I am a paralegal at a legal aid firm of solicitors, earning £21,000 pa.
My firm represents people detained in immigration detention centres and those serving time in prison. We assist clients to challenge their ongoing or past periods of unlawful detention. We also assist prisoners to progress through their sentence, helping them with parole reviews and sentencing planning issues so that they can reintegrate into the community on release. As well as helping with all the legal aspects of the case, we also need to ensure that clients have suitable accommodation and receive support for their needs. The remit of prison law has recently been dramatically reduced by the cuts to legal aid, but it is important to ensure that access to justice does not stop at the prison gates through quality legal service.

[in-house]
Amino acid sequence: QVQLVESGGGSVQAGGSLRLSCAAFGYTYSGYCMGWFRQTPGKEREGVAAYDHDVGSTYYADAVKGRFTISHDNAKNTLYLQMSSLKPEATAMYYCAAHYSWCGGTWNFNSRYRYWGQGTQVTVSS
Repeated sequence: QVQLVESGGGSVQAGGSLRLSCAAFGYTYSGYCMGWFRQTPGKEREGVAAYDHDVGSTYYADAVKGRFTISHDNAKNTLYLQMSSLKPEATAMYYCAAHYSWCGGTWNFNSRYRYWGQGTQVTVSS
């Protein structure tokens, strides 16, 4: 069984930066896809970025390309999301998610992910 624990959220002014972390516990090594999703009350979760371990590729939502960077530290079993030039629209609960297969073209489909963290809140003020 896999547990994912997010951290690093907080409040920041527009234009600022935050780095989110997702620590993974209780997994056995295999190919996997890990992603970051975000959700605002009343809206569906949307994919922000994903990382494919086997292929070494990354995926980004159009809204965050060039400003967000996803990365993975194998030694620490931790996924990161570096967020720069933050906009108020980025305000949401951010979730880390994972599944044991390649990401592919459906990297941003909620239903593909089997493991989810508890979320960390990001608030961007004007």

There’s quite often no such thing as a ‘typical day’ in our department! We help very vulnerable people to be released from immigration detention, including those suffering from psychotic mental illnesses and pregnant women. This can mean that one minute you are in the office preparing a bundle of papers for court, and the next you are helping a client find his way to sheltered accommodation.
I started out my career in legal aid working for minimum wage. At the same time as working, I was studying and struggling to support myself financially through the Legal Practice Course (which you have to take to become a solicitor). Although my financial situation is not as bad now, you still feel like you make a significant personal and financial sacrifice to work in this sector.
In my opinion, the legal aid cuts will mean that vulnerable people will not be able to seek redress for past and present wrongdoings by the state. To me, this goes against the principle that “when the poor cannot afford good lawyers, good lawyers must afford the poor”.